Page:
When Matt preached on the passage in chapter 12, he said that when we come to this second time we would look at this from Sarah’s perspective and that’s what I want us to do this morning. I want us to look at this passage (merging in the other time this happened too) and ask the question, what can Sarah teach us about trusting God when someone else’s besetting sin affects our lives? Abraham sins in this way against Sarah not once, but at least twice, and this is serious sin with potentially devastating consequences. How is it that Sarah doesn’t become bitter at Abraham? Angry? What is it that keeps her from despising Abraham’s spiritual leadership when he keeps failing in such a spectacular way?

I believe we find the answer in 1 Peter 3:5-6, so while keeping your finger in chapter 20, please turn there with me. While you’re turning there I need to share that this message is going to be a little different than most messages we preach in that we believe and attempt to preach expository messages here – messages that draw out the meaning of the biblical text and the intent of the author and then anchor the application to our lives in that original meaning and intent. That is the only safe and truly biblical way of preaching and teaching. We always want to be careful that we are not importing our own meaning or opinions into a biblical text because we need to hear God’s word, not the preacher’s words and thoughts.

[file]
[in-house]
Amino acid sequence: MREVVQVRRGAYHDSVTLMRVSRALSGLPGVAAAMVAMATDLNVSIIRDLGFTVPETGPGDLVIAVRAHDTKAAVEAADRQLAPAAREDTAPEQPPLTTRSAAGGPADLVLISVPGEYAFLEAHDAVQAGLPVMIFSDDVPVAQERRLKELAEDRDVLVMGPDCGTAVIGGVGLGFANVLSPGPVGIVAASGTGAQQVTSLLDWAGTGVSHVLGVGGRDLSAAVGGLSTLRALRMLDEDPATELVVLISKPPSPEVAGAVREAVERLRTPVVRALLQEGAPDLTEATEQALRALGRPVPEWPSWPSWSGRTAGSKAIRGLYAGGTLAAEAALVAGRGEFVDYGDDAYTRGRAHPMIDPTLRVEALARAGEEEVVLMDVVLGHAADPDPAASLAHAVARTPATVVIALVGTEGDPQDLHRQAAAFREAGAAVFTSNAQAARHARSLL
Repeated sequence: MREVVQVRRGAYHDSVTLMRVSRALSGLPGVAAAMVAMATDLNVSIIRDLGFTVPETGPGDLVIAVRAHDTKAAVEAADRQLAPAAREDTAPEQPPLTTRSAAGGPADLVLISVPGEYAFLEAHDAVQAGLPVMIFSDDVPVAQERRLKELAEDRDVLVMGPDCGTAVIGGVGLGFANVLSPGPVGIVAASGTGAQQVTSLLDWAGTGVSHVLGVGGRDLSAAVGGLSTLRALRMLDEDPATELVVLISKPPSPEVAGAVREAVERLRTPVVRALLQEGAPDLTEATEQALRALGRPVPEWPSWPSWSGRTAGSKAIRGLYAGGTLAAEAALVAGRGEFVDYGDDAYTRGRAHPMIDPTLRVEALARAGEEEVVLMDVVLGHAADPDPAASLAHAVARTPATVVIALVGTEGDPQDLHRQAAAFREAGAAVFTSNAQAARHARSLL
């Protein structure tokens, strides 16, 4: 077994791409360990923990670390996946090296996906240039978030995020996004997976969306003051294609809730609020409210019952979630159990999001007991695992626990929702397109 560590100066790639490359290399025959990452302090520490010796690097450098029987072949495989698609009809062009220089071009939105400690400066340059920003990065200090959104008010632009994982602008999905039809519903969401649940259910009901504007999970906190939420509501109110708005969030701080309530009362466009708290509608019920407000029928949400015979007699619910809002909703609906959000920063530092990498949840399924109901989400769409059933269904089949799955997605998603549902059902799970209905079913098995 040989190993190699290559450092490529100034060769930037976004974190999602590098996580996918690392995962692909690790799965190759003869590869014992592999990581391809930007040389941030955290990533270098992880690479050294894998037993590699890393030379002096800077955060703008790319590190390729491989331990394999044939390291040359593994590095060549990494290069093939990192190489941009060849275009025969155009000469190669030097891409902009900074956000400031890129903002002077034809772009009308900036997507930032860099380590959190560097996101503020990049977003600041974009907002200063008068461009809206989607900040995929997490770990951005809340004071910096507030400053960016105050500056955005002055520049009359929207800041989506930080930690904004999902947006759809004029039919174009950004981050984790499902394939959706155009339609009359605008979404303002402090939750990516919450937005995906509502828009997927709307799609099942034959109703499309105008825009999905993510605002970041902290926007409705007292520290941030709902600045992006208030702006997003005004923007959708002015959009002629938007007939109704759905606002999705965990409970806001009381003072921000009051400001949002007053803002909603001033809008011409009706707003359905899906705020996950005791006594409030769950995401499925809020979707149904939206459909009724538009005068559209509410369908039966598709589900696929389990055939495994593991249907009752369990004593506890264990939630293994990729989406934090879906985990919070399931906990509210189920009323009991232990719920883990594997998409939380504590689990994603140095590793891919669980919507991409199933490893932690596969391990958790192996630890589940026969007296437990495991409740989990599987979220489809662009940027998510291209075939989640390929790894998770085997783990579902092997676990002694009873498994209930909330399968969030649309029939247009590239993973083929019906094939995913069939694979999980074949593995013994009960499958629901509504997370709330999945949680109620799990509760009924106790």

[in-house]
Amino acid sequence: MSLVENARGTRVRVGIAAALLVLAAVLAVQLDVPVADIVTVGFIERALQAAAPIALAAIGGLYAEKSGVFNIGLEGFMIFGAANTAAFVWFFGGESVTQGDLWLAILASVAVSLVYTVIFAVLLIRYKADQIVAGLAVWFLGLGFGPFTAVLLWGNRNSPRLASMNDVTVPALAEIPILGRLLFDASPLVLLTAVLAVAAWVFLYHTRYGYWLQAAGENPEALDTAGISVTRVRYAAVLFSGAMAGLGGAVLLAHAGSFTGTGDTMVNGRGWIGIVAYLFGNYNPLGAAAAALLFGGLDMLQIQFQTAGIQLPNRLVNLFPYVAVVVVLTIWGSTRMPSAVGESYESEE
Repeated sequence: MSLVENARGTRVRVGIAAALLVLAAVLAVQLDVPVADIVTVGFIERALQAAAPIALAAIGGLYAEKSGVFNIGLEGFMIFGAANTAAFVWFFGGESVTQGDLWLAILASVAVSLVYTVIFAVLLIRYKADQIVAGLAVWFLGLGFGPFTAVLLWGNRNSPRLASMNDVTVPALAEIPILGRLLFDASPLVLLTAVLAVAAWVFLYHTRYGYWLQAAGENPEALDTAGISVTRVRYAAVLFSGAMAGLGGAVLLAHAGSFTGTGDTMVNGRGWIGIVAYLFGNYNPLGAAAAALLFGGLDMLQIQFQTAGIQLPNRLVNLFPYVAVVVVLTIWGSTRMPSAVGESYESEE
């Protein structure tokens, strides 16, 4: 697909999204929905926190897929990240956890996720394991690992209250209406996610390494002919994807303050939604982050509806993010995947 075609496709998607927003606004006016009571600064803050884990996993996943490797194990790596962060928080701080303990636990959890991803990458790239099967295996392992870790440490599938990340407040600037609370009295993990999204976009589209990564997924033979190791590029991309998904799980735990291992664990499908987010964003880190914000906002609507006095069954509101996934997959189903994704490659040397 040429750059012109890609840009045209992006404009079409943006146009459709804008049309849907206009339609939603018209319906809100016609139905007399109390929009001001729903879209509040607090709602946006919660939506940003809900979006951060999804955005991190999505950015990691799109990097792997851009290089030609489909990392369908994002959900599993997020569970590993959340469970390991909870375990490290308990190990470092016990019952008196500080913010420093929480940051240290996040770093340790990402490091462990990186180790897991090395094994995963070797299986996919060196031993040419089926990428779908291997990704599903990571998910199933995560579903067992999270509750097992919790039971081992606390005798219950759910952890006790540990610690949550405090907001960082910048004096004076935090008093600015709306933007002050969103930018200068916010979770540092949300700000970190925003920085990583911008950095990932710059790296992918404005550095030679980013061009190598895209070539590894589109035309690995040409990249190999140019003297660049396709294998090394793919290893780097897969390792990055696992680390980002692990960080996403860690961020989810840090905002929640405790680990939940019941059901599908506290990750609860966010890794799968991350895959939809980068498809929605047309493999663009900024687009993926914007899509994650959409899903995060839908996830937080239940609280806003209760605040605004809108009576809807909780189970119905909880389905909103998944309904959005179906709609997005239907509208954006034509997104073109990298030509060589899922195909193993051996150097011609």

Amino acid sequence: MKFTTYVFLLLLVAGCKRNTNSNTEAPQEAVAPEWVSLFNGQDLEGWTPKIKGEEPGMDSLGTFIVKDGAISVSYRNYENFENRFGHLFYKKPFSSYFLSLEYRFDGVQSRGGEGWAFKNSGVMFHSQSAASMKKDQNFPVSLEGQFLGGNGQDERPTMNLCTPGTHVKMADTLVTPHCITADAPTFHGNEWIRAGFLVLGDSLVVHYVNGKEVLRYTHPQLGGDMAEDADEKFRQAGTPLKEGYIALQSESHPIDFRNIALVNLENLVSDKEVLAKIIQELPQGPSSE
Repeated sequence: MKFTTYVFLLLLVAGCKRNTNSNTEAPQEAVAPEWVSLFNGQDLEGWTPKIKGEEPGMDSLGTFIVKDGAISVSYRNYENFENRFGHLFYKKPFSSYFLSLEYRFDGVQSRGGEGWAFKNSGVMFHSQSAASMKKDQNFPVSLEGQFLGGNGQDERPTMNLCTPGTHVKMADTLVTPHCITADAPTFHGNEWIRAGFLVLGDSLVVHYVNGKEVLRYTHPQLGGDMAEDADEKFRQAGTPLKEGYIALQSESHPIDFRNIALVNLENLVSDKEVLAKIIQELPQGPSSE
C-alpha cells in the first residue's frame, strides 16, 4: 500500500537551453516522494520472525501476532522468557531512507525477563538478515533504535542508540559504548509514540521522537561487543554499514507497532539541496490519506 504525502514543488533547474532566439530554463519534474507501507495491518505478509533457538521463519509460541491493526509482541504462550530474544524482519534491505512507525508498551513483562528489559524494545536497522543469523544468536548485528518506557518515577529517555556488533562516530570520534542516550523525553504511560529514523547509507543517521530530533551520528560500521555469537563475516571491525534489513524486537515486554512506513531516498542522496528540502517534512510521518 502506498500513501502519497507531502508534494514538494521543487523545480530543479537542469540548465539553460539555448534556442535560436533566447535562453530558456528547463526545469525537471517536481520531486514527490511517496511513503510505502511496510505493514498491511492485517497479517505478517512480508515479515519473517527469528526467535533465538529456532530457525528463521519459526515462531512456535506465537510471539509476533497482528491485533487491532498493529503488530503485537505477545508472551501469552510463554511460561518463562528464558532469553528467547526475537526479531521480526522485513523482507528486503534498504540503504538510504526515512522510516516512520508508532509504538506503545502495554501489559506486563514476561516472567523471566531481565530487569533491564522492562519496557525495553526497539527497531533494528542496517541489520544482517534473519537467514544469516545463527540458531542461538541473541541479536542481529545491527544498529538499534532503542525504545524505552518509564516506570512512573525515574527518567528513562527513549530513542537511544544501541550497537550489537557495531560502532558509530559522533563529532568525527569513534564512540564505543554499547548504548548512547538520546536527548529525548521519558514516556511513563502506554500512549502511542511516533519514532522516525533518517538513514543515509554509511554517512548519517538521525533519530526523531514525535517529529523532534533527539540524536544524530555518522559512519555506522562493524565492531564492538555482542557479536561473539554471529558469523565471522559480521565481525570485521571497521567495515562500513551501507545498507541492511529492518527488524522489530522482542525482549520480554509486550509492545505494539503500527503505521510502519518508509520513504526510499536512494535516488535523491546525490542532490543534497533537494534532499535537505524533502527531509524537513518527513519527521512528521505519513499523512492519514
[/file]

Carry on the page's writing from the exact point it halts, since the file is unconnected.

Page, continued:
This message is going to be more topically driven – the question is how are we to respond when someone else’s besetting sin affects us. I trust that we will be faithful to the texts we are looking at, but we will not be delving as deeply into the context or the primary point and application of the text as we would normally want to do. Just wanted to give that caveat before we jump in here.